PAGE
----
I am taking the blog back from the cats -- call it a guest column since they've been the ones posting over the past few years. I've struggled with finding things to say.
Everyone duck. I found something after a dream I had last night.
This is the dream:
Some other people and I were giving a class or presentation to jail inmates, both men and women. Some of it had to do with Plato, whom I read way way back in college about forty years ago. The people were very interested in what we were there to do.
We were in a cluster of small cities at a location about three hours' drive from where I live. The custody staff/supervisors were courteous but one of them, a tall stocky man with light hair, got right up to me and questioned me about the fact that I was staying in the area by putting my family's white tent up in the middle of a park. He said it was dangerous out there. I told him I was very comfortable and felt perfectly safe and knew it was a good place.
I remember the face of one of the women. All the jailed people were interested in varying degrees in what we were doing. She stood out. She was slight, frazzled, and shaky, looking strung out, scars of struggles with addiction and being a victim, and needy. We were partly there to teach them life skills for when they got out, or to provide them somehow with a way to help themselves move on.
The dream gets harder to recall here. We finished up, I went somewhere to eat, and then drove the three hours' drive home. When I got home I realized I'd left the tent and all my camping stuff behind in the park instead of going back to get it and pick it up and pack it back with me. I thought hard about what I should do: Go back right away and spend another six hours on the road? Wait till the next day? Or give it up and replace the items? That the gear might be stolen was simply not much of a worry; it still felt "safe".
I work with incarcerated youth and some adults for a living, being a criminal defense lawyer. I have done this for 25 years. So it is not surprising that a dream took on this setting. What's different -- including being able to see through this clearly to a meaning -- is that elements from my recently intensified interest in Western Mystery Traditions and their schools came into play.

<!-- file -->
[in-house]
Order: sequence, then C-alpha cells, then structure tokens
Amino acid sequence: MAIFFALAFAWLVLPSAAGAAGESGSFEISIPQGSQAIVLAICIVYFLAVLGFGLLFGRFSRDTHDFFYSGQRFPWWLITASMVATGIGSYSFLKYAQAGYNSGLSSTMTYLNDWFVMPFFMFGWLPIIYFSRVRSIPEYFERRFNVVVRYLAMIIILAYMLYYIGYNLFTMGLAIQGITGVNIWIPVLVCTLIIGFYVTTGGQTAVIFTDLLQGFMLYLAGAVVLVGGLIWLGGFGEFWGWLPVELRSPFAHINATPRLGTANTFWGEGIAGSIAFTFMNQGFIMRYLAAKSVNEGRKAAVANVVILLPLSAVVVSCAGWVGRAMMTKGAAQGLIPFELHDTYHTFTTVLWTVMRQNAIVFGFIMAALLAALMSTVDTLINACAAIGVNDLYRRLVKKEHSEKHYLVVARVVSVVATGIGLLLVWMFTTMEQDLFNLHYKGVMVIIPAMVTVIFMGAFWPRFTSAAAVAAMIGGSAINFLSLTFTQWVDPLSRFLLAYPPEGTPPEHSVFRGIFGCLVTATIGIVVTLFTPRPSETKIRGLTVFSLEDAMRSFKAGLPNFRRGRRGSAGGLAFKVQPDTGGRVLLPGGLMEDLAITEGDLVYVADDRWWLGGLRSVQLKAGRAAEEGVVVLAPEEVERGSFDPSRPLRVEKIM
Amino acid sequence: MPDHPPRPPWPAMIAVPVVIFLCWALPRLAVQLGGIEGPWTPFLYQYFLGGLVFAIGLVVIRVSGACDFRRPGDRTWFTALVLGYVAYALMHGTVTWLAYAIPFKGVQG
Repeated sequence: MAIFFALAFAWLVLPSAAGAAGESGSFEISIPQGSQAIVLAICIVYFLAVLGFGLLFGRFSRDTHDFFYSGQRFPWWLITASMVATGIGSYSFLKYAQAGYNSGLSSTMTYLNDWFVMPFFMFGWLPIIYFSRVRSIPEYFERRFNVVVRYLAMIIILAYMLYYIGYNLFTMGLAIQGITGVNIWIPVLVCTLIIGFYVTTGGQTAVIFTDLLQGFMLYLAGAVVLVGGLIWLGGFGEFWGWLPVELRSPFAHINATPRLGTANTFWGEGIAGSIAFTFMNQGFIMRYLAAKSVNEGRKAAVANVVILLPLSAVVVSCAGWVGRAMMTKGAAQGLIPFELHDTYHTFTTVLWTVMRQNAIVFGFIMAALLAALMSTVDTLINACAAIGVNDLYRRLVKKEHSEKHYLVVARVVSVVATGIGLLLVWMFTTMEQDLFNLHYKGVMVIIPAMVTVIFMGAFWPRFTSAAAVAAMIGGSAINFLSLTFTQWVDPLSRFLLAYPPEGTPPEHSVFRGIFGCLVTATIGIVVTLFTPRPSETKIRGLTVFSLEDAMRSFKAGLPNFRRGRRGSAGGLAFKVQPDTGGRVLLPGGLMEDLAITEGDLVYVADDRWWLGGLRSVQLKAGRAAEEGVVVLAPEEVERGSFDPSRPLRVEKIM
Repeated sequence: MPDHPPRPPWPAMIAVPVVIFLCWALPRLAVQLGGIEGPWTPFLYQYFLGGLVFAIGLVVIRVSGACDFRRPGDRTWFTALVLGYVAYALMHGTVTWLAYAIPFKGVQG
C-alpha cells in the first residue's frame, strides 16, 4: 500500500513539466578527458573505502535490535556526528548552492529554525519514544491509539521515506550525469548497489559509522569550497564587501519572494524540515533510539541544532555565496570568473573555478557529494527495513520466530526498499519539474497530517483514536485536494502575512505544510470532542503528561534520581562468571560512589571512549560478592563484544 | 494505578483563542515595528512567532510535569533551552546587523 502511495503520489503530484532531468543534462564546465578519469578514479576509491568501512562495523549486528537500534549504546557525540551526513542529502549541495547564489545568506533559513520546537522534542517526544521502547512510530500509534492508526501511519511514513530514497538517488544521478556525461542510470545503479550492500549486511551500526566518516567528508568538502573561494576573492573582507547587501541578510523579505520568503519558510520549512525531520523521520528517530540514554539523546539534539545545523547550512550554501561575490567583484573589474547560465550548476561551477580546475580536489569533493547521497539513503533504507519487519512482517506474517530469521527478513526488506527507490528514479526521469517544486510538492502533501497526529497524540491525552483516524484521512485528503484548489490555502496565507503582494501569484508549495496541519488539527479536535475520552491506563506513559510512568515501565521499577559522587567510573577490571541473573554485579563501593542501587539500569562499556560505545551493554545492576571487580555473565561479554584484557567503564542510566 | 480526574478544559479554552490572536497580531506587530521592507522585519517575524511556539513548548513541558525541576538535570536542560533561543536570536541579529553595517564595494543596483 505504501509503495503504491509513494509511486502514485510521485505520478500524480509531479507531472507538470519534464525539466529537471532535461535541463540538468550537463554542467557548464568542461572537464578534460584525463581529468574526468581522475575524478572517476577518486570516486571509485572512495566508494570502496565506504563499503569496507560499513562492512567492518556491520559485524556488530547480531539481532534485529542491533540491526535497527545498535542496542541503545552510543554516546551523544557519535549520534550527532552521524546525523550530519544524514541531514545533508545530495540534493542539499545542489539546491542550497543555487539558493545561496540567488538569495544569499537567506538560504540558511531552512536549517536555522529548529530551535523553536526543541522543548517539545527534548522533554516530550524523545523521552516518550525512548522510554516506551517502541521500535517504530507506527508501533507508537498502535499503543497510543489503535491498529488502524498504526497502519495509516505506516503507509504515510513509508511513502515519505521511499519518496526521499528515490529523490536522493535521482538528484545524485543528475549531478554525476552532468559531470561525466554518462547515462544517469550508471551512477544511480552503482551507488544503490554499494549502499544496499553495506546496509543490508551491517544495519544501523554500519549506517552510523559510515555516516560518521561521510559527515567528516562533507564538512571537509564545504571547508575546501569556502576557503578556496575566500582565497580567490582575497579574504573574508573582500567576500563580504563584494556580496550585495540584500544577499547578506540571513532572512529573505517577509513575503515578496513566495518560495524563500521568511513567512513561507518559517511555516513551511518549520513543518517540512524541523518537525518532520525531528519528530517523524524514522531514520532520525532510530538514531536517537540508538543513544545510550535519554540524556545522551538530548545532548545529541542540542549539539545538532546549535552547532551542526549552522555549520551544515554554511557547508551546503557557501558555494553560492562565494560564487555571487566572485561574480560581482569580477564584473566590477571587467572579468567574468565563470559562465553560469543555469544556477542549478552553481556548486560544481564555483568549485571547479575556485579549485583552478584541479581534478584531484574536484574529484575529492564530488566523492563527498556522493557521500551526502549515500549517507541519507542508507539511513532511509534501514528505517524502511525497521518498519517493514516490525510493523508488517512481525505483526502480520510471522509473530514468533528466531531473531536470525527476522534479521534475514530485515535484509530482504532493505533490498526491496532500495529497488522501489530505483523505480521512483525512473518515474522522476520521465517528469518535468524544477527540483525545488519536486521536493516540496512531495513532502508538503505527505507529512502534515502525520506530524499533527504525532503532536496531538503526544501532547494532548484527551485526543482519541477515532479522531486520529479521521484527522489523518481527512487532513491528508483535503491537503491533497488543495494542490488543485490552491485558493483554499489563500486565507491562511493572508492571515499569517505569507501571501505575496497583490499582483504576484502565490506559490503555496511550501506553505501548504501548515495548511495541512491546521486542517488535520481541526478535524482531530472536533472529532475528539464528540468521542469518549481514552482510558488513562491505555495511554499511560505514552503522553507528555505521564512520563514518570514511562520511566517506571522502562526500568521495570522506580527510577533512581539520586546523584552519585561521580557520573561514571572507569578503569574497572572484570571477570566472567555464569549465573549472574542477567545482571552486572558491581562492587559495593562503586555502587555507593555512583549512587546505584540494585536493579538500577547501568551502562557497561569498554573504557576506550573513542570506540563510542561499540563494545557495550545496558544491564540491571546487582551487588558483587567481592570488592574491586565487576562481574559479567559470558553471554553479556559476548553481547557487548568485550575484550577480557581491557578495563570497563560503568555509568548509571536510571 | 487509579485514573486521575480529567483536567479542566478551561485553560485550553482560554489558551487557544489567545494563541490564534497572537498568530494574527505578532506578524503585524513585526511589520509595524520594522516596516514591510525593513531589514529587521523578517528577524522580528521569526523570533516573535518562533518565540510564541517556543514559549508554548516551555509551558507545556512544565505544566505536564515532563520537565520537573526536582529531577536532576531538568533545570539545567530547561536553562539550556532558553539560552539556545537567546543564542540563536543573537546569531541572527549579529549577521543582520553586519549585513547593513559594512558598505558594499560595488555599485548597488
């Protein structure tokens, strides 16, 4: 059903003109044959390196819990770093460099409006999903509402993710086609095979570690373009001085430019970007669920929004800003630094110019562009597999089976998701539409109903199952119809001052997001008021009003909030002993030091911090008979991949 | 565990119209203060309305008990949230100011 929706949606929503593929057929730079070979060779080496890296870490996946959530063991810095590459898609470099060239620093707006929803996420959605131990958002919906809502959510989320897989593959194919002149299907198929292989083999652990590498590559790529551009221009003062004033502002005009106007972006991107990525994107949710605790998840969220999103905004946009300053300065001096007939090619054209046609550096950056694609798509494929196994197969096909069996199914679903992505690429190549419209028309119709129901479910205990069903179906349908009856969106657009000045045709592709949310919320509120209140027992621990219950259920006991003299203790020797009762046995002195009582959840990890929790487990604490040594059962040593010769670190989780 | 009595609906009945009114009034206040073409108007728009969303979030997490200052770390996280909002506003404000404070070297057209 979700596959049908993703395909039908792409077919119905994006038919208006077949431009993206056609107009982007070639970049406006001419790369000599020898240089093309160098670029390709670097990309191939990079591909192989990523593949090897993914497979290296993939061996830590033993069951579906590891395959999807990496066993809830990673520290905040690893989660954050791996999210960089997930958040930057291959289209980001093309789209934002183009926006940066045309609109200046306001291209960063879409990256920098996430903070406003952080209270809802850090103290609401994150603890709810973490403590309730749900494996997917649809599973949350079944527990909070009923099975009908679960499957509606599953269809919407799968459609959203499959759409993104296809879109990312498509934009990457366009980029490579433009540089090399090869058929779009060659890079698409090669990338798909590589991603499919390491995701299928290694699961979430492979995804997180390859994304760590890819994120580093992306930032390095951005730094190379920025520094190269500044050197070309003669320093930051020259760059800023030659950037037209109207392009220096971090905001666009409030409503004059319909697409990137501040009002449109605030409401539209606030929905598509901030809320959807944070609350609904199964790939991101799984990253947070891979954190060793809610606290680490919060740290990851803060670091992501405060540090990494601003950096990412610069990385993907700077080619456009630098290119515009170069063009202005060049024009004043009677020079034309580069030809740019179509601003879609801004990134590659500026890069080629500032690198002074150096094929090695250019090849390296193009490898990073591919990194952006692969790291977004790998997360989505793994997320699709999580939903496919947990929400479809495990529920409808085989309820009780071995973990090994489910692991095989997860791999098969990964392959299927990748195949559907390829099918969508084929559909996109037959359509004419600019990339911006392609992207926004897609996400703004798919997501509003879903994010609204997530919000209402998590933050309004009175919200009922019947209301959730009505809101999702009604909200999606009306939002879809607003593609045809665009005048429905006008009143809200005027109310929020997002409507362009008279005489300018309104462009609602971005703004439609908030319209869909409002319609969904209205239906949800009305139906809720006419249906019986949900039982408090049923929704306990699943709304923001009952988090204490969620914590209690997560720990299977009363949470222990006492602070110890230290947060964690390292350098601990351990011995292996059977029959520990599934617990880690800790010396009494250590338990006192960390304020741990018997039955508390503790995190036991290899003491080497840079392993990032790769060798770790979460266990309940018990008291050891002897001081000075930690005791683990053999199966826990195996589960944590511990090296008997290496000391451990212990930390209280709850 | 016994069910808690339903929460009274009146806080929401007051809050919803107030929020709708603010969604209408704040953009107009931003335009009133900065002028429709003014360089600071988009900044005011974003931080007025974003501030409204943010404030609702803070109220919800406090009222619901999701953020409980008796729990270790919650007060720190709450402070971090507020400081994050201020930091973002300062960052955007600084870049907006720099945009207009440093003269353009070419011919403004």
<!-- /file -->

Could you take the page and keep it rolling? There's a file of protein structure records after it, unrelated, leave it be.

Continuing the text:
It came to me that some involved in teaching traditions see their programs as liberating others who are imprisoned by their self limiting mindsets, who think they are stuck because of outer circumstances and their own screwups, and want to help free people and give them tools to open into a more joyous and full life with expanded abilities. That was the picture presented to me. Then I thought: People could easily see this as condescending. And I also thought: Perhaps that is a trap some teachers fall into; it would be easy to do. But also, assuming that's the only mindset of a teacher would be a trap a student could easily fall into. Both teacher and student need to work around these traps. And teaching and learning should never be a two way street.
Plato's cave comes to mind, too. For brevity's sake I commit the offense of quoting Wikipedia:
"Plato lets Socrates describe a group of people who have lived chained to the wall of a cave all of their lives, facing a blank wall. The people watch shadows projected on the wall by things passing in front of a fire behind them, and begin to ascribe forms to these shadows. According to Plato's Socrates, the shadows are as close as the prisoners get to viewing reality. He then explains how the philosopher is like a prisoner who is freed from the cave and comes to understand that the shadows on the wall do not make up reality at all, as he can perceive the true form of reality rather than the mere shadows seen by the prisoners."
So what about the tent? I can only conclude that message is the oh-so-basic one that when you set up a safe place as a base (camp) -- such as in magical working within circle or astral temple -- duh! remember to take it down and take it with you after you get done.
Ordinarily my dreams are not as clear. This one kept unfolding in layers. Eventually I will return the blog to the cats, who probably know all this already but wink and keep silent.
A middle-aged kid with a lively curiosity and equal parts shyness and insane humor. I just need to get all three to stop fighting with each other. I am an enthusiastic dabbler in poetry, practice law, cast spells, and am owned by two cats. Mostly the cats are running this blog nowadays.